The Wytham Small Mammal Project continues a long tradition of small mammal research in Wytham Woods. Building on previous research on demography, the current focus is on the ecology of wild mice (Apodemus sylvaticus and A. flavicollis) and their symbiotic gut bacteria as well as their gut parasites. The vertebrate gut flora is now known to mediate many key aspects of host physiology including nutrient acquisition and immunity, and is increasingly recognised as an important determinant of host fitness. However, little is known about the forces shaping these diverse and dynamic microbial communities in natural populations. In this project we are tackling this gap in knowledge by examining how host genotype, maternal effects, diet, habitat and social transmission shape the gut microbiota of wild rodents. To support this research as well as enhance welfare of our study subjects we are also developing novel animal-friendly tracking and trapping technology based on PIT-tag technology, funded by NC3Rs Research Council.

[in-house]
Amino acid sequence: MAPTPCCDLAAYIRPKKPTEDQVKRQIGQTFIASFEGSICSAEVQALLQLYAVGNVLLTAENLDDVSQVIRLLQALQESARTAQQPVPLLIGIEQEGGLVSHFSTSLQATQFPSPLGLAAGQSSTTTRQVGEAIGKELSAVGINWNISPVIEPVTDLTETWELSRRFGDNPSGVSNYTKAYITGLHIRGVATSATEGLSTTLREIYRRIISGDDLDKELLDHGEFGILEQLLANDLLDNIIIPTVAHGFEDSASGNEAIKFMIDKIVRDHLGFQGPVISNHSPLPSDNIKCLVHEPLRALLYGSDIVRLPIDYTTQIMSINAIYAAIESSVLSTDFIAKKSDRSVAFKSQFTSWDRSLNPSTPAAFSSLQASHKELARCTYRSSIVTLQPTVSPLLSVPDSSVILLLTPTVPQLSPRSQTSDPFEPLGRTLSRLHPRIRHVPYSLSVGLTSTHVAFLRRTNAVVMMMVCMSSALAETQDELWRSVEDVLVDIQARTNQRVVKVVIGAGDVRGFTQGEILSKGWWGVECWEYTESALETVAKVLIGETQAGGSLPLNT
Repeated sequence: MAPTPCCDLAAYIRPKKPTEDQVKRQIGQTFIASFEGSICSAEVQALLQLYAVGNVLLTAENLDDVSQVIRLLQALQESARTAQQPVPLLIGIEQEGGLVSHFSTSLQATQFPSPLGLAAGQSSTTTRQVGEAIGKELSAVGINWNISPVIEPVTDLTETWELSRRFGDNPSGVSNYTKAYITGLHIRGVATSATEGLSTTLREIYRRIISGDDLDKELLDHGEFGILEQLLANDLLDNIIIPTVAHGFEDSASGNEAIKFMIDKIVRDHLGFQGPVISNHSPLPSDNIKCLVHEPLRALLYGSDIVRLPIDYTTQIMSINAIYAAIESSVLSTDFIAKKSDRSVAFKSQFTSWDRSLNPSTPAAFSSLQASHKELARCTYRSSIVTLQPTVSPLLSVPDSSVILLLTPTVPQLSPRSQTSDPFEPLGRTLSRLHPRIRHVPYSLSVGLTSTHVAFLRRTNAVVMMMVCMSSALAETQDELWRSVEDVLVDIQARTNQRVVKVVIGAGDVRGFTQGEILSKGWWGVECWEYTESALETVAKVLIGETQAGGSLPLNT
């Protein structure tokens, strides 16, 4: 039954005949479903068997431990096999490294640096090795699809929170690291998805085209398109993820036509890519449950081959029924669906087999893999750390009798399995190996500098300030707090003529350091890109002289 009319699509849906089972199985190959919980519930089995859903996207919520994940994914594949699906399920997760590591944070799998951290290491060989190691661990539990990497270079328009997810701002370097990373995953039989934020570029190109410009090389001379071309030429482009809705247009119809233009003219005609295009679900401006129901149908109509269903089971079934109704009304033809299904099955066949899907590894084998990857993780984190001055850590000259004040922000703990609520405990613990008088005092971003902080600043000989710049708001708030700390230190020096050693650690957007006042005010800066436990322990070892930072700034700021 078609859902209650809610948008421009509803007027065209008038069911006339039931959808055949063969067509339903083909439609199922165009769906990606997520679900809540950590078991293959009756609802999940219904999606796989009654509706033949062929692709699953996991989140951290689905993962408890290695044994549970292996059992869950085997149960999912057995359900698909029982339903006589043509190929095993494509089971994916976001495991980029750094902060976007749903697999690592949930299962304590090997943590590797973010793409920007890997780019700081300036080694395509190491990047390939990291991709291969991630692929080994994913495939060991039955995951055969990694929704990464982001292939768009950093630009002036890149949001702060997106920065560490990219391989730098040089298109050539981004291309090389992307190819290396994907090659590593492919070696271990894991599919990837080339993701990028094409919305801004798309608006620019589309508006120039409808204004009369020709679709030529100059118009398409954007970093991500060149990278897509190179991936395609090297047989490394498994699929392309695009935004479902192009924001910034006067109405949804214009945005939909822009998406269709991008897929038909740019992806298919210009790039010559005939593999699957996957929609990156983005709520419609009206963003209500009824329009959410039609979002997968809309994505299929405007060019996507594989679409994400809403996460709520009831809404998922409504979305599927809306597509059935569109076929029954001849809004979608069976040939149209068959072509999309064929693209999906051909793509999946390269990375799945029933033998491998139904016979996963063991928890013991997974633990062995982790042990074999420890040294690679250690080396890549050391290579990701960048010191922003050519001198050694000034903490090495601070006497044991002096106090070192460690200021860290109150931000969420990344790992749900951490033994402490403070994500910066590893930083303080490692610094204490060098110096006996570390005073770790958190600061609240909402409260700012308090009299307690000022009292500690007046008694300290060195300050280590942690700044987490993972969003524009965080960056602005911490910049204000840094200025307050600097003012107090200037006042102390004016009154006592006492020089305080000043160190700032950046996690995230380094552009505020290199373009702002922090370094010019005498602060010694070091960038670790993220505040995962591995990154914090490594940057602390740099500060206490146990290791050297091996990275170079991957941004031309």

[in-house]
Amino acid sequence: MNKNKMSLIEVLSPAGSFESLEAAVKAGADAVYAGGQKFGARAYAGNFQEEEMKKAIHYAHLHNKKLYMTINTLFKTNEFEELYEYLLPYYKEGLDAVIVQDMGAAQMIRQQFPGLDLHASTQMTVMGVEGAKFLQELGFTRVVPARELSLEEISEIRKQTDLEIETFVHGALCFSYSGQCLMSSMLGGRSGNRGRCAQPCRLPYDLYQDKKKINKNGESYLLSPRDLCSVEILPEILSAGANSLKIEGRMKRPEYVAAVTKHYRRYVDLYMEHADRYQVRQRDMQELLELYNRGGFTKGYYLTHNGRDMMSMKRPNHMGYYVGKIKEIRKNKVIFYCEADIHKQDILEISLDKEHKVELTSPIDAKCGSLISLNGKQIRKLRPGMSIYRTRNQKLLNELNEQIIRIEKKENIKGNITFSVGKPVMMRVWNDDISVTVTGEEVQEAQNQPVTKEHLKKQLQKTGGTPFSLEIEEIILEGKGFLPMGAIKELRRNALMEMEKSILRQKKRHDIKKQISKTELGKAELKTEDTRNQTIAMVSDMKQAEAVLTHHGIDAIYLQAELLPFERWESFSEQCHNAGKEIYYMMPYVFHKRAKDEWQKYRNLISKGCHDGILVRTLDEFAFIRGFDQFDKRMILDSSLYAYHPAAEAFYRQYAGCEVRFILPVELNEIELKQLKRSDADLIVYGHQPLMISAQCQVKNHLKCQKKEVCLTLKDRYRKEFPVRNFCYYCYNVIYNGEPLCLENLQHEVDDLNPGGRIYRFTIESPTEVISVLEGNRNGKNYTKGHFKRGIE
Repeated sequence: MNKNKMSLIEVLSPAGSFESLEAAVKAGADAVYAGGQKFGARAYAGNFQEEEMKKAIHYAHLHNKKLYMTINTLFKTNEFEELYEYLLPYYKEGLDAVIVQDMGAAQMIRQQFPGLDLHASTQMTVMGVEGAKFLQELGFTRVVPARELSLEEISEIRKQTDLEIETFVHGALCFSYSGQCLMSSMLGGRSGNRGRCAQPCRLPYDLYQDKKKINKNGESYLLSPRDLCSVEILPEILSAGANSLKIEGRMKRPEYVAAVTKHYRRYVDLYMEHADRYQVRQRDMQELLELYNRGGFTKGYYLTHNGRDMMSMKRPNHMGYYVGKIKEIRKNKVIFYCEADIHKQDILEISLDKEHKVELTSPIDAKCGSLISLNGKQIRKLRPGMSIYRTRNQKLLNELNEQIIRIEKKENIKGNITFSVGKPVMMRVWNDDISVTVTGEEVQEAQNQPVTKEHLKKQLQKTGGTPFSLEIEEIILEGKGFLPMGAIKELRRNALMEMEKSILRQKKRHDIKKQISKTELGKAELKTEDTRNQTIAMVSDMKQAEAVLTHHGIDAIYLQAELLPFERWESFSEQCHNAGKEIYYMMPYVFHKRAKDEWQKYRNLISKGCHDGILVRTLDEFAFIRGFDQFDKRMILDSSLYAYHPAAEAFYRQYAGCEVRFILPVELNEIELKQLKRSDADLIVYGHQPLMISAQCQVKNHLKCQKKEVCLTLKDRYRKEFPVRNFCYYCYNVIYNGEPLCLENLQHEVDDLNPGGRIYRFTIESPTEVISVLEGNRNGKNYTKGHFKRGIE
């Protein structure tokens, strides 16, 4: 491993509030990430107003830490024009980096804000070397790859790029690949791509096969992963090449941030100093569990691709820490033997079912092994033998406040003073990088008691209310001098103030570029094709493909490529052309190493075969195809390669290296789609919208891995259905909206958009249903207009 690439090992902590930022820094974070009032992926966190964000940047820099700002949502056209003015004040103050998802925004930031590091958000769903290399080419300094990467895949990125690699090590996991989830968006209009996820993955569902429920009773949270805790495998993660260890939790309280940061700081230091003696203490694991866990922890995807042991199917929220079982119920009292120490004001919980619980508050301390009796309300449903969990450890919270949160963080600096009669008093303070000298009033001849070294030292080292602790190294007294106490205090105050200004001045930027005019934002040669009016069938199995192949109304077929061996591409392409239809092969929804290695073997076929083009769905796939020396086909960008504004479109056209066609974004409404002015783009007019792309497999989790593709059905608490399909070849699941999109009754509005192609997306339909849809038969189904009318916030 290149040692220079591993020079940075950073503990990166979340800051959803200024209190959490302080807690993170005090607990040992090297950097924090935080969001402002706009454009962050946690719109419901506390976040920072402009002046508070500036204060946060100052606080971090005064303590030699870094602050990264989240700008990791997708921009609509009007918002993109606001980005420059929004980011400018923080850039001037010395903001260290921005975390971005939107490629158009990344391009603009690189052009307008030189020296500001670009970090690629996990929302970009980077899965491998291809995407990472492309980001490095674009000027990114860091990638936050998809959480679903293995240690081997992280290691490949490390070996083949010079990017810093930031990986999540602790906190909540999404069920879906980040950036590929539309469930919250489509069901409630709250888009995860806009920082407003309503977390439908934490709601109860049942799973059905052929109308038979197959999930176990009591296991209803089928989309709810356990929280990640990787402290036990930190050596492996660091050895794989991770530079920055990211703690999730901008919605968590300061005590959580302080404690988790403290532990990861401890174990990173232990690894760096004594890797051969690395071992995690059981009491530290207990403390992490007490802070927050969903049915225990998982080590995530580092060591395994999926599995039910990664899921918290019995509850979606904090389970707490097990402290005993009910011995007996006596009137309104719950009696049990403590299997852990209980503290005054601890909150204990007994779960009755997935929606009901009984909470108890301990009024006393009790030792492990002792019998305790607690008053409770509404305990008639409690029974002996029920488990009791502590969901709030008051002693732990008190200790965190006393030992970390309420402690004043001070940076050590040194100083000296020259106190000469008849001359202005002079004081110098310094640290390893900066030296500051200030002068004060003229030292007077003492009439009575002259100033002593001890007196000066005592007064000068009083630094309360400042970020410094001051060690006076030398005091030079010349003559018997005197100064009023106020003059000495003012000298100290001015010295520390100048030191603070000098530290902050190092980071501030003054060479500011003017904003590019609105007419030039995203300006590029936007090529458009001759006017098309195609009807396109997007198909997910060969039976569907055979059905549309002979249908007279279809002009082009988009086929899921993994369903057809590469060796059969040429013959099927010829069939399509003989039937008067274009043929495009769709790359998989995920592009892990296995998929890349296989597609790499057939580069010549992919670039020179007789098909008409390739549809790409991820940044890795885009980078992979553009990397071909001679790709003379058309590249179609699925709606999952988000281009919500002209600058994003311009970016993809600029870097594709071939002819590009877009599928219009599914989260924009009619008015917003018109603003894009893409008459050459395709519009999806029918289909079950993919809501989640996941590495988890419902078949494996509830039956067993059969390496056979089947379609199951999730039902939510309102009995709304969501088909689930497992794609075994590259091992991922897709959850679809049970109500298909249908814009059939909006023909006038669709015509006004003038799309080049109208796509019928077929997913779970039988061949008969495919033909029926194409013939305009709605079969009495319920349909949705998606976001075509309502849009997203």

Currently working on Wytham Small Mammal Project: Sarah Knowles, PI, Royal Veterinary College. Aura Raulo, DPhil student, University of Oxford – Effects of social and environmental transmission on wood mouse gut microbiota. Kirsty Marsh, PhD Student, Royal Veterinary College – Effects of seasonal dietary fluctuations and gut parasites on wood mouse gut microbiota. Marc Brouard, post doc, University of Oxford – Population demography of woodland rodents. Curt Lamberth, post doc, Royal Veterinary College – Developing novel animal-friendly trapping and tracking technology
Students: Benjamin Fisk, Undergraduate student – Animal personality and social dominance in wood mice.Tanya Troitsky, Master student – Effects of host genetics and maternal transmission on wood mouse gut microbiota
Past students: Jemima Scarse – Social preference for sex-specific odours in wild wood mice. James Wilcock – Burrow use of wild wood mice. Kylie Dong – Burrow structure of wild wood mice.